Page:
Now that both the Republican and Democrat national conventions are over, how will the 2012 election look different for Generation Y? America was reminded of some important lessons during the presidential election in 2008. Barak Obama defeated a much more experienced John McCain to become the first black president in American history. It was a milestone for our country.
Many of the lessons we learned were from the youngest voters in that election:
- They wanted a new way to communicate, through web communities.
- They wanted politics to change—to stop fighting and start collaborating.
- They wanted a cause to believe in, to invest in, and to hope for.
- They wanted change—and got it in a young, charming African-American.
I believe there are new lessons in store for us in the 2012 election. We have seen a shift in culture over the last four years; younger members of Generation Y are different than their elders. If I were to sit down and advise a presidential hopeful in the 2012 election, this is what I’d say to win the Gen Y vote in light of this shift:
1. Young voters are Demo-publicans.
They belong to neither party and to both. While some have declared their allegiance to a political group, the majority of them don’t like those affinities. They’re cause-driven not party-driven and most agree with both parties depending on the issue. For instance, they sympathize with immigrants (often a democrat issue) but also with the unborn (often a republican issue). The cause is human rights. Be sure you know which issues are front-and-center and communicate a clear vision for them.
2. Young voters will be more jaded this time.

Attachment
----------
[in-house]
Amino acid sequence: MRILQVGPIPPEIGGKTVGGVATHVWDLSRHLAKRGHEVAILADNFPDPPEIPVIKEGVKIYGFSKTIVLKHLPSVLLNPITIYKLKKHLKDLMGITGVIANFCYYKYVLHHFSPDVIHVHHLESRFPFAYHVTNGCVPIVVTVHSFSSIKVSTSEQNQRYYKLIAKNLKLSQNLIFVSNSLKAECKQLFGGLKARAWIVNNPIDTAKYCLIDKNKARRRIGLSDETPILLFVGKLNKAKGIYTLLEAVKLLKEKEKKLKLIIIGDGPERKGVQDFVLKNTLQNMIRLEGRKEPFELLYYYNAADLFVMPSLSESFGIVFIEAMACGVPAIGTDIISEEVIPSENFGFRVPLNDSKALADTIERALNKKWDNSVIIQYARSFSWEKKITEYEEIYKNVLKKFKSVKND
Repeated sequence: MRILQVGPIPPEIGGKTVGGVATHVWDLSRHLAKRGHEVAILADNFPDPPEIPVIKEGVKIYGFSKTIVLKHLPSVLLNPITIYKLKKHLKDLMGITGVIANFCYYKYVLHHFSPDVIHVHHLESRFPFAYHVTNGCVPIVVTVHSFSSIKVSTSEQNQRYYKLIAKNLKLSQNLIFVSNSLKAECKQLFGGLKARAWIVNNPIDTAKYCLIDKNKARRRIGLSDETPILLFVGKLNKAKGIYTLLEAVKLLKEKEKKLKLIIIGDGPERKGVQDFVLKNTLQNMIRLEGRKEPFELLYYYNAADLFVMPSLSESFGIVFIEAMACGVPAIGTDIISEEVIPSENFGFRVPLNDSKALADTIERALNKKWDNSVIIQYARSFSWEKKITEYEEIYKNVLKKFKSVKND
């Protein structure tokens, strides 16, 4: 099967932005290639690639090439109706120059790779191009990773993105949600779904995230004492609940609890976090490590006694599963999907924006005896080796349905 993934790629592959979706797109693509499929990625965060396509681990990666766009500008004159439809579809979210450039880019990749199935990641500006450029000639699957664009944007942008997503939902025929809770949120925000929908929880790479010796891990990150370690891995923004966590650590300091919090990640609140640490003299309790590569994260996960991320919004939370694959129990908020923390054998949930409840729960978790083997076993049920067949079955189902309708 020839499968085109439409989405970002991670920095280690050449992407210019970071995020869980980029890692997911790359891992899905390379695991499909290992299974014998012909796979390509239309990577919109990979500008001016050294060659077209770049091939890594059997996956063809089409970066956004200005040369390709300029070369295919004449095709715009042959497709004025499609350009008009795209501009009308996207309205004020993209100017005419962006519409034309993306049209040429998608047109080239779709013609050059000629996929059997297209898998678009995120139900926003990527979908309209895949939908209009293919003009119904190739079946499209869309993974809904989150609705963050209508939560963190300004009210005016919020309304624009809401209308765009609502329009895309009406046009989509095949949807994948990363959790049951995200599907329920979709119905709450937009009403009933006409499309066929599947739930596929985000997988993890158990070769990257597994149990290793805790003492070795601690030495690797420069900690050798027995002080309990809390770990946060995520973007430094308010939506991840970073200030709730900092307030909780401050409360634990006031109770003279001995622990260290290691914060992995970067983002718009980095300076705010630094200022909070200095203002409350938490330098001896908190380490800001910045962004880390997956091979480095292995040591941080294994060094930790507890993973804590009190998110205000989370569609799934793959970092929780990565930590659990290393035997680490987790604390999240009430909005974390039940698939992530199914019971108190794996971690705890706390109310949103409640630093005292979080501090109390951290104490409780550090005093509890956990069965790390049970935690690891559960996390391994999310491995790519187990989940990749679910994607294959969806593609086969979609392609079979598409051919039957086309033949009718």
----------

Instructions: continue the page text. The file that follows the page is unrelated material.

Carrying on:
The 2008 election was all about change and hope. Candidates like Ron Paul and Barak Obama appealed to young voters, much more than Baby Boomer candidates. However, the changes have been very slow or not at all. Idealism has diminished in twenty-somethings. A huge chunk of them are still unemployed, corruption is still large in corporate America and we’re still in Iraq and Afghanistan. You must be authentic and brutally honest, while casting a clear and hopeful vision.
3. Young voters will link to candidates they believe actually listen.
Perhaps this isn’t new—but an unusually high percentage of college students say they don’t believe the government listens to them. While young voters don’t have the innate need to get their own way, they do have the need to be heard. In 2008, 18-26 year olds felt like Obama listened in the town hall meetings. Today, not so much. It might be the idealism of youth, but young adults want to weigh in, and candidates must somehow demonstrate they’re hearing and responding.
4. Young voters want candidates to capitalize on the newest technology.
Let’s face it, we’ve seen new variations on technology that didn’t even exist four years ago. Twitter will be a major factor—both broadcasts and direct tweets; as will Facebook groups and other on-line communities; blog feedback from voters will be huge, YouTube videos, on-line town hall meetings including discussion, and all sorts of other social media will play a role in harnessing the votes of young adults. Candidates must show they are willing to utilize these tools to connect with them.
5. Young voters want to be part of a revolution, not merely an election.
Recent events in the news have sparked the idea that revolutions can happen rapidly among teens and twenty-somethings. Egypt overthrew their president with a demonstration that took less than a month and was ignited by a Facebook conversation. Dramatic changes can happen when this huge population called Gen Y (which now is America’s largest population) gets together. If our next president wants their vote, he or she must offer this kind of leadership.
The bottom line? America’s youngest voters want…
- A job that matters
- A green environment
- A commitment to human rights
- A government whose image is progressive
- A leader who thinks and acts outside the box
On Saturday, I was interviewed on this very issue on the Ken Coleman radio show.
Click below to listen now: